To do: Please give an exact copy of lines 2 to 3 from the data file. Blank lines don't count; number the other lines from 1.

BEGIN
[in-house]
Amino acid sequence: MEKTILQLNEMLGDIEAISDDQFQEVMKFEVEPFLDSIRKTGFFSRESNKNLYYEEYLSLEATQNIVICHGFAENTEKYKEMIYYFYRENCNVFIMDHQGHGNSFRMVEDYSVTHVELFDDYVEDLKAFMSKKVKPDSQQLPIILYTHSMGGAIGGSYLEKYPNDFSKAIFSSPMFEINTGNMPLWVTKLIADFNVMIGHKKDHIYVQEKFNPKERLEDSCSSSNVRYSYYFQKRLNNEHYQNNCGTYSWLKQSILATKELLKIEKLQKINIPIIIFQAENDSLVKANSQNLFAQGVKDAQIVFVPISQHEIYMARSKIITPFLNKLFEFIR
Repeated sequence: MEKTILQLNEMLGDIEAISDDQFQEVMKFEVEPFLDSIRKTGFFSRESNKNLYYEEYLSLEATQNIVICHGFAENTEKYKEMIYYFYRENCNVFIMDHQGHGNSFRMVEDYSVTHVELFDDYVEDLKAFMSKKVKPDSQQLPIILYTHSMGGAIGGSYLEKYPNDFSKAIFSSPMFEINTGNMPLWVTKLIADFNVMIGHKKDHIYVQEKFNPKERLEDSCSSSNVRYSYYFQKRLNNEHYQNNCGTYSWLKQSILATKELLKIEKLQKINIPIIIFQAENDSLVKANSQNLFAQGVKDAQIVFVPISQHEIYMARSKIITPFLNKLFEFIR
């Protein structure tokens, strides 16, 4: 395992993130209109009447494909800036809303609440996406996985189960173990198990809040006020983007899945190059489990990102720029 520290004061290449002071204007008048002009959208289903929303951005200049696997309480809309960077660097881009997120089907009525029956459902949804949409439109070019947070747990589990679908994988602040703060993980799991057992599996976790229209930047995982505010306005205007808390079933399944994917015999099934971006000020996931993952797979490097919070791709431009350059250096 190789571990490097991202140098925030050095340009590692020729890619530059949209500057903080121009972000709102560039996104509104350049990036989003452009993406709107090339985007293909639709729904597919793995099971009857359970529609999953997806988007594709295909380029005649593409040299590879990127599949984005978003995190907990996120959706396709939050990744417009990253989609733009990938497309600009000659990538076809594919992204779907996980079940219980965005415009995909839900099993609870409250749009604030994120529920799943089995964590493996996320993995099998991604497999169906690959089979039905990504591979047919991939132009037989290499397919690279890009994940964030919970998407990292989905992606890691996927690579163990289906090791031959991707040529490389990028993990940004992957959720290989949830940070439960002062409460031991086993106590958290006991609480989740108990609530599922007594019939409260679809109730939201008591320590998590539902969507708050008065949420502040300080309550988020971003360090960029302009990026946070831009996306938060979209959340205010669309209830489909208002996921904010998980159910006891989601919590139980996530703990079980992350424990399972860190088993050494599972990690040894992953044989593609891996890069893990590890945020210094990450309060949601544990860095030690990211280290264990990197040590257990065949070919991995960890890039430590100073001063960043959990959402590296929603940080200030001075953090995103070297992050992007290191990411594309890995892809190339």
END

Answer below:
Amino acid sequence: MEKTILQLNEMLGDIEAISDDQFQEVMKFEVEPFLDSIRKTGFFSRESNKNLYYEEYLSLEATQNIVICHGFAENTEKYKEMIYYFYRENCNVFIMDHQGHGNSFRMVEDYSVTHVELFDDYVEDLKAFMSKKVKPDSQQLPIILYTHSMGGAIGGSYLEKYPNDFSKAIFSSPMFEINTGNMPLWVTKLIADFNVMIGHKKDHIYVQEKFNPKERLEDSCSSSNVRYSYYFQKRLNNEHYQNNCGTYSWLKQSILATKELLKIEKLQKINIPIIIFQAENDSLVKANSQNLFAQGVKDAQIVFVPISQHEIYMARSKIITPFLNKLFEFIR
Repeated sequence: MEKTILQLNEMLGDIEAISDDQFQEVMKFEVEPFLDSIRKTGFFSRESNKNLYYEEYLSLEATQNIVICHGFAENTEKYKEMIYYFYRENCNVFIMDHQGHGNSFRMVEDYSVTHVELFDDYVEDLKAFMSKKVKPDSQQLPIILYTHSMGGAIGGSYLEKYPNDFSKAIFSSPMFEINTGNMPLWVTKLIADFNVMIGHKKDHIYVQEKFNPKERLEDSCSSSNVRYSYYFQKRLNNEHYQNNCGTYSWLKQSILATKELLKIEKLQKINIPIIIFQAENDSLVKANSQNLFAQGVKDAQIVFVPISQHEIYMARSKIITPFLNKLFEFIR